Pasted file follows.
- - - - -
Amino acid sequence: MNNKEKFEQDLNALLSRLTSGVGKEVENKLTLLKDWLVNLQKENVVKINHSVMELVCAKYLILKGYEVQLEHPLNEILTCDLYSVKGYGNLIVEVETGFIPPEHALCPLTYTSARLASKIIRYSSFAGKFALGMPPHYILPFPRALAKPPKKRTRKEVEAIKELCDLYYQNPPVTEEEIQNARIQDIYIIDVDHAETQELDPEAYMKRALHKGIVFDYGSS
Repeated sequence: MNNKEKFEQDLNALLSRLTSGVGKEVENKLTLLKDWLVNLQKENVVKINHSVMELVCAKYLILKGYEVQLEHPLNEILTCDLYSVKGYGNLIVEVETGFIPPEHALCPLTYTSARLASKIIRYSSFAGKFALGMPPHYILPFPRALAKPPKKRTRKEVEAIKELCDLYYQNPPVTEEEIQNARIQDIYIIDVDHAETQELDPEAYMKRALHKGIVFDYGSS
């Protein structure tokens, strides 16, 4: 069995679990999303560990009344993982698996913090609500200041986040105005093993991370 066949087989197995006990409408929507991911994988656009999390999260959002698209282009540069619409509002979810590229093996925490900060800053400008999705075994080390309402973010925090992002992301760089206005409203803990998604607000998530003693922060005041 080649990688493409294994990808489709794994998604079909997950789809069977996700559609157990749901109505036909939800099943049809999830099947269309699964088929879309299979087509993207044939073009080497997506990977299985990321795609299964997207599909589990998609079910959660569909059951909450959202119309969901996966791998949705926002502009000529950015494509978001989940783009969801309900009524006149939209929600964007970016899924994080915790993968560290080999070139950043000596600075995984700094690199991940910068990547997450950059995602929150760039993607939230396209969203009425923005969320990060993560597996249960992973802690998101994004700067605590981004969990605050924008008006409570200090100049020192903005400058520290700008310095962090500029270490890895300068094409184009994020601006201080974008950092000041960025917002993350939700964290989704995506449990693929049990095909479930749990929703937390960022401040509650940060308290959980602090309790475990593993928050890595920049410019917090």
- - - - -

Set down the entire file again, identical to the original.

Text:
Amino acid sequence: MNNKEKFEQDLNALLSRLTSGVGKEVENKLTLLKDWLVNLQKENVVKINHSVMELVCAKYLILKGYEVQLEHPLNEILTCDLYSVKGYGNLIVEVETGFIPPEHALCPLTYTSARLASKIIRYSSFAGKFALGMPPHYILPFPRALAKPPKKRTRKEVEAIKELCDLYYQNPPVTEEEIQNARIQDIYIIDVDHAETQELDPEAYMKRALHKGIVFDYGSS
Repeated sequence: MNNKEKFEQDLNALLSRLTSGVGKEVENKLTLLKDWLVNLQKENVVKINHSVMELVCAKYLILKGYEVQLEHPLNEILTCDLYSVKGYGNLIVEVETGFIPPEHALCPLTYTSARLASKIIRYSSFAGKFALGMPPHYILPFPRALAKPPKKRTRKEVEAIKELCDLYYQNPPVTEEEIQNARIQDIYIIDVDHAETQELDPEAYMKRALHKGIVFDYGSS
């Protein structure tokens, strides 16, 4: 069995679990999303560990009344993982698996913090609500200041986040105005093993991370 066949087989197995006990409408929507991911994988656009999390999260959002698209282009540069619409509002979810590229093996925490900060800053400008999705075994080390309402973010925090992002992301760089206005409203803990998604607000998530003693922060005041 080649990688493409294994990808489709794994998604079909997950789809069977996700559609157990749901109505036909939800099943049809999830099947269309699964088929879309299979087509993207044939073009080497997506990977299985990321795609299964997207599909589990998609079910959660569909059951909450959202119309969901996966791998949705926002502009000529950015494509978001989940783009969801309900009524006149939209929600964007970016899924994080915790993968560290080999070139950043000596600075995984700094690199991940910068990547997450950059995602929150760039993607939230396209969203009425923005969320990060993560597996249960992973802690998101994004700067605590981004969990605050924008008006409570200090100049020192903005400058520290700008310095962090500029270490890895300068094409184009994020601006201080974008950092000041960025917002993350939700964290989704995506449990693929049990095909479930749990929703937390960022401040509650940060308290959980602090309790475990593993928050890595920049410019917090």